Monday, September 25, 2006

Jeju-do Pictures

As some of you know, we recently took a trip to Korea's Emerald Isle, Jeju-do. We were hoping for some R & R on the beautiful beaches, and maybe some hiking on the volcano Hallasan, BUT the weather conspired against us.

We flew onto Jeju-do as a large typhoon was beginning to churn through the straits of Japan and Korea, so we didn't need suntan lotion or bathing suits. We were still able to see the island's most famous waterfall, Jeongbang, and enjoyed the sound of an angry sea on lava boulders. Click the link below for pictures.

Thursday, September 21, 2006

For My Mom

. . . and this time i didn't dye the bathroom any strange colors!

Thursday, September 7, 2006

Love is . . .

    "More marriages might survive if the partners realized that sometimes the better comes after the worse."*

It was the ultimate convergence of being ill-equipped and ill-prepared that led to this moment. Sore muscles and joints creaking to a halt where we could only assume was not anywhere near the end of our trail, my parents’ voices in my head rattling off the checklist of a successful, or at least smart, adventurer. Yet here we were, in the pitch black of a forested mountainside on an unfamiliar trail with one working flashlight (one busted flashlight) and an uncertain number of miles left to go.

The courses on the northwestern face of Mt. Mudeung (무등산) are among the most beautiful but least traversed on the mountain. The early climb is a steep, wide, well-marked affair “paved” with large rocks and tree roots for footholds. The later paths, however, are not for the weak of heart or body. Rarely marked trails wind over jagged ravines of boulders, narrow ledges coupled with a termite-infested bridge, an overflowing spring muds the ground making footing hard-won on slippery moss, and bats fly out of the ground in sudden bursts that in absolute darkness should startle all but the dead.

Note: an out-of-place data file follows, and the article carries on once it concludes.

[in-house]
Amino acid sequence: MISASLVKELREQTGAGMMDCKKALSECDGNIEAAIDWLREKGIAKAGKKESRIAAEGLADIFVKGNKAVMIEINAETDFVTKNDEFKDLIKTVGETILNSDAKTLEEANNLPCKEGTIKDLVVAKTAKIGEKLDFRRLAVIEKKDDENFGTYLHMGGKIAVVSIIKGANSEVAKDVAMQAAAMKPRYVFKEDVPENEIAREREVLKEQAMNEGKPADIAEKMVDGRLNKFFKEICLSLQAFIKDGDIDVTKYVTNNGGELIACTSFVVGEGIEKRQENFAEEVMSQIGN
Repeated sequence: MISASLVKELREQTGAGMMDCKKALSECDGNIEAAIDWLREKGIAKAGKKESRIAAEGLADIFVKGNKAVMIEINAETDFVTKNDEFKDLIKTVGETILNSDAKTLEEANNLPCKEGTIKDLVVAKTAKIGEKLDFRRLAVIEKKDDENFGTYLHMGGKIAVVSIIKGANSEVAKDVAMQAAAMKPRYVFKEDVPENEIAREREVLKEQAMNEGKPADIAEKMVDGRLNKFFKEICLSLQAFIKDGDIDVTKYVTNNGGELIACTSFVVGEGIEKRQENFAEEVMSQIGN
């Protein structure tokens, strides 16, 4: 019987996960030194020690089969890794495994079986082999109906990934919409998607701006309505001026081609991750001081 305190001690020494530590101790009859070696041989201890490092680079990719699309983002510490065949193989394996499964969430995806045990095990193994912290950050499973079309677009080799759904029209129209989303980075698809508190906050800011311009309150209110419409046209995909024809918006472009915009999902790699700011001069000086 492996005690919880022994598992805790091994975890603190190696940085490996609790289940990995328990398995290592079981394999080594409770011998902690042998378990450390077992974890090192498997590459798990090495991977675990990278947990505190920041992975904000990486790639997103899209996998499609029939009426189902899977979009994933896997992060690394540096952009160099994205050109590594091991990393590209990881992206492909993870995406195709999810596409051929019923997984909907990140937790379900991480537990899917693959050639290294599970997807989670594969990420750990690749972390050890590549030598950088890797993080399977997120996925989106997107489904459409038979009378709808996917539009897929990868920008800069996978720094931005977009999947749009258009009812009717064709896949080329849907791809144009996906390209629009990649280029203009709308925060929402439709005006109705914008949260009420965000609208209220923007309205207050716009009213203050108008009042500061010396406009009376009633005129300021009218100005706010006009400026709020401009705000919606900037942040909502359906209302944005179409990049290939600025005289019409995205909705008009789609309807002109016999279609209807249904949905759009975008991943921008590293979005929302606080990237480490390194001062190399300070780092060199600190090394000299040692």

As we ascended the first quarter of the trail by the sun’s dwindling influence, our bodies were already suffering from the initial endeavors of the day, which included not only our bicycling to Gwangju’s airport, but also the 12 miles through mountainous road to the trail’s head at Wonhyo-sa (원효사). Looming before us was another 6 miles of hiking, most to be untaken by flashlight. One flashlight.


There were so many moments we could’ve turned back, and spent all night in the warm comfort of a restaurant drinking soju and laughing at our ridiculous planning. We could’ve slept under the ivy canopies near the trailhead, or in the clearing marked with monk’s graves. We just kept moving, sometimes because of my stupid pride & other times from Alex's inability to stop. Whatever it may be, we're simply unyielding in the face of challenge.

We had been in the thick of it for nearly two hours with no ridgeline in sight. We had navigated a peaceful barley field by the light of moon then been re-submersed into the deep dark of the forest. Boulder mantles that resembled less the trail than an advertisement for Tylenol- where the weary climber would stop to take in the view while popping pain-killers and smiling at a hard-earned reward- had slowed us considerably. Trouble was, we weren’t at the end, and though there was certainly a view as well as jagged edges great for bone grinding below, there was not enough light to see either. I guess it’s best here to note the fact that Koreans leave it up to the individual to decide if you’re going to fall to your death from the many places the trail makes this possible. There are never rails, rarely guide ropes, and a great respect for Darwin. So with that comforting thought, and a moment to reassure one another, Alex and I were back on the trail.

It took us a bit over 3 hours, but when we hit the ridgeline clearing I thought I might cry. Gwangju City below us ablaze with neon, a sky of stars above, and not a sound but the wind and the crickets. We opened our bottle of Cabernet and laughed through the pain, waiting for the sunrise and glad to have each other to share it with.

*Doug Larson

Monday, September 4, 2006

Land of the Morning Calm

for photographs of our most recent expedition, sunrise atop Mt. Mudeung, click above.